It is a current idea that carcinogenesis as well as tumor progression are dynamic processes, which involve inherited as well as somatic mutations and include a continuing adaptation to different microenvironmental conditions. There is, in fact, rising evidence that tumor cells are under a persistent stress and that autocrine as well as microenvironment- derived survival factors play a substantial role for the final outcome of the tumor development as well as for response to the anti-tumor therapy. We will review current achievements on the molecular biology of the microenvironment- derived survival signaling and therapeutical approaches, which are presently under clinical development. By the use of plasma cell disorders as an outstanding clinical model, we will discuss the development of novel in vivo preclinical models which recapitulate the human bone marrow milieu. Finally, we will discuss several topics which appear to be relevant for a successful clinical translation of preclinical research in this specific field.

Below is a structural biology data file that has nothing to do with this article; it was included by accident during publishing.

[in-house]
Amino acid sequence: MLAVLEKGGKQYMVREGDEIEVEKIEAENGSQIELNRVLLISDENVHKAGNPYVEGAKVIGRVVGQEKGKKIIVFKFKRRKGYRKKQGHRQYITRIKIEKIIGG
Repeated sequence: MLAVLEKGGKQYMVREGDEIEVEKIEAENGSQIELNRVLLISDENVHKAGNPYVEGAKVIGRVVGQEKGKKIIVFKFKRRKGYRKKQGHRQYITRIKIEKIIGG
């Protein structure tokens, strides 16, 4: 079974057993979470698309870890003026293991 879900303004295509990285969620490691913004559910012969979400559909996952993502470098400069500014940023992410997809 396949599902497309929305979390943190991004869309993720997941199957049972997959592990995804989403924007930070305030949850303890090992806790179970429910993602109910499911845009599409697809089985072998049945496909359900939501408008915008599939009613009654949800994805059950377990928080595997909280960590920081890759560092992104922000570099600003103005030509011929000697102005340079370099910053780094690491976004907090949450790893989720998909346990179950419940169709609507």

Keywords: Tumor microenvironment, survival pathways, in vivo animal models, in vivo preclinical models, SCID-hu, multiple myeloma, Waldenstrom's macroglobulinemia
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